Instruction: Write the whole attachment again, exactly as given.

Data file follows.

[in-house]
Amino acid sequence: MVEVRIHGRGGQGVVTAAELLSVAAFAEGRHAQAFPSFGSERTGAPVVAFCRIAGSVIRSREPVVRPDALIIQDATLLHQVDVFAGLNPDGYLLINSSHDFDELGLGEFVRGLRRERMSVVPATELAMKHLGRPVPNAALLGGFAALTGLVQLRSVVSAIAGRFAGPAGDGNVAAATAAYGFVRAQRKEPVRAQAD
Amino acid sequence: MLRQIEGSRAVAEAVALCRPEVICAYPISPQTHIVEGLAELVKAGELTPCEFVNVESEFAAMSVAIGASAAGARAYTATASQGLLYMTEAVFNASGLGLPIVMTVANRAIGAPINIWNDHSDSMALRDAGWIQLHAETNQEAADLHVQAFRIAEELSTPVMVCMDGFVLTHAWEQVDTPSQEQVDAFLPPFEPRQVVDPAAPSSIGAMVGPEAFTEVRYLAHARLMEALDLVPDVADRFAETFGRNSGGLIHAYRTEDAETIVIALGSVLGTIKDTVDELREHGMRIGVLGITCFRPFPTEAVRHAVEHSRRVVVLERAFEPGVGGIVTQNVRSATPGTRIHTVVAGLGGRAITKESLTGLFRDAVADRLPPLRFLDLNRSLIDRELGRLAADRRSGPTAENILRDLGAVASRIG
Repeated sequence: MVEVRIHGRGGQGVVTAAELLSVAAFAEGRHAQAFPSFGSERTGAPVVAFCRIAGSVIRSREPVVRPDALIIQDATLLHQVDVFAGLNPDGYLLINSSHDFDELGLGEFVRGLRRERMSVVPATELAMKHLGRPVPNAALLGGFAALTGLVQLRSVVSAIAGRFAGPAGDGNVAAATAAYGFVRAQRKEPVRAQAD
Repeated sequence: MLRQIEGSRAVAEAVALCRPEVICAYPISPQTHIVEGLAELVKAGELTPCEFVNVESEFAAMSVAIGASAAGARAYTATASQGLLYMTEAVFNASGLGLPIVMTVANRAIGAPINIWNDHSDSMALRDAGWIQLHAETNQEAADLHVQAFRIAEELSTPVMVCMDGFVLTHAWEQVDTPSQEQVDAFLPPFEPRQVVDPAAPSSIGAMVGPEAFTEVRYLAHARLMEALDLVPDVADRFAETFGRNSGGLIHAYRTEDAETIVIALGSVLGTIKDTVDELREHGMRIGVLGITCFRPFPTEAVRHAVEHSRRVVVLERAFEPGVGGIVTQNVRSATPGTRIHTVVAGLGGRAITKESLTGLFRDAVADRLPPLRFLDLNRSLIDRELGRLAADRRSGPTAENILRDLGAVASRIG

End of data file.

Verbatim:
[in-house]
Amino acid sequence: MVEVRIHGRGGQGVVTAAELLSVAAFAEGRHAQAFPSFGSERTGAPVVAFCRIAGSVIRSREPVVRPDALIIQDATLLHQVDVFAGLNPDGYLLINSSHDFDELGLGEFVRGLRRERMSVVPATELAMKHLGRPVPNAALLGGFAALTGLVQLRSVVSAIAGRFAGPAGDGNVAAATAAYGFVRAQRKEPVRAQAD
Amino acid sequence: MLRQIEGSRAVAEAVALCRPEVICAYPISPQTHIVEGLAELVKAGELTPCEFVNVESEFAAMSVAIGASAAGARAYTATASQGLLYMTEAVFNASGLGLPIVMTVANRAIGAPINIWNDHSDSMALRDAGWIQLHAETNQEAADLHVQAFRIAEELSTPVMVCMDGFVLTHAWEQVDTPSQEQVDAFLPPFEPRQVVDPAAPSSIGAMVGPEAFTEVRYLAHARLMEALDLVPDVADRFAETFGRNSGGLIHAYRTEDAETIVIALGSVLGTIKDTVDELREHGMRIGVLGITCFRPFPTEAVRHAVEHSRRVVVLERAFEPGVGGIVTQNVRSATPGTRIHTVVAGLGGRAITKESLTGLFRDAVADRLPPLRFLDLNRSLIDRELGRLAADRRSGPTAENILRDLGAVASRIG
Repeated sequence: MVEVRIHGRGGQGVVTAAELLSVAAFAEGRHAQAFPSFGSERTGAPVVAFCRIAGSVIRSREPVVRPDALIIQDATLLHQVDVFAGLNPDGYLLINSSHDFDELGLGEFVRGLRRERMSVVPATELAMKHLGRPVPNAALLGGFAALTGLVQLRSVVSAIAGRFAGPAGDGNVAAATAAYGFVRAQRKEPVRAQAD
Repeated sequence: MLRQIEGSRAVAEAVALCRPEVICAYPISPQTHIVEGLAELVKAGELTPCEFVNVESEFAAMSVAIGASAAGARAYTATASQGLLYMTEAVFNASGLGLPIVMTVANRAIGAPINIWNDHSDSMALRDAGWIQLHAETNQEAADLHVQAFRIAEELSTPVMVCMDGFVLTHAWEQVDTPSQEQVDAFLPPFEPRQVVDPAAPSSIGAMVGPEAFTEVRYLAHARLMEALDLVPDVADRFAETFGRNSGGLIHAYRTEDAETIVIALGSVLGTIKDTVDELREHGMRIGVLGITCFRPFPTEAVRHAVEHSRRVVVLERAFEPGVGGIVTQNVRSATPGTRIHTVVAGLGGRAITKESLTGLFRDAVADRLPPLRFLDLNRSLIDRELGRLAADRRSGPTAENILRDLGAVASRIG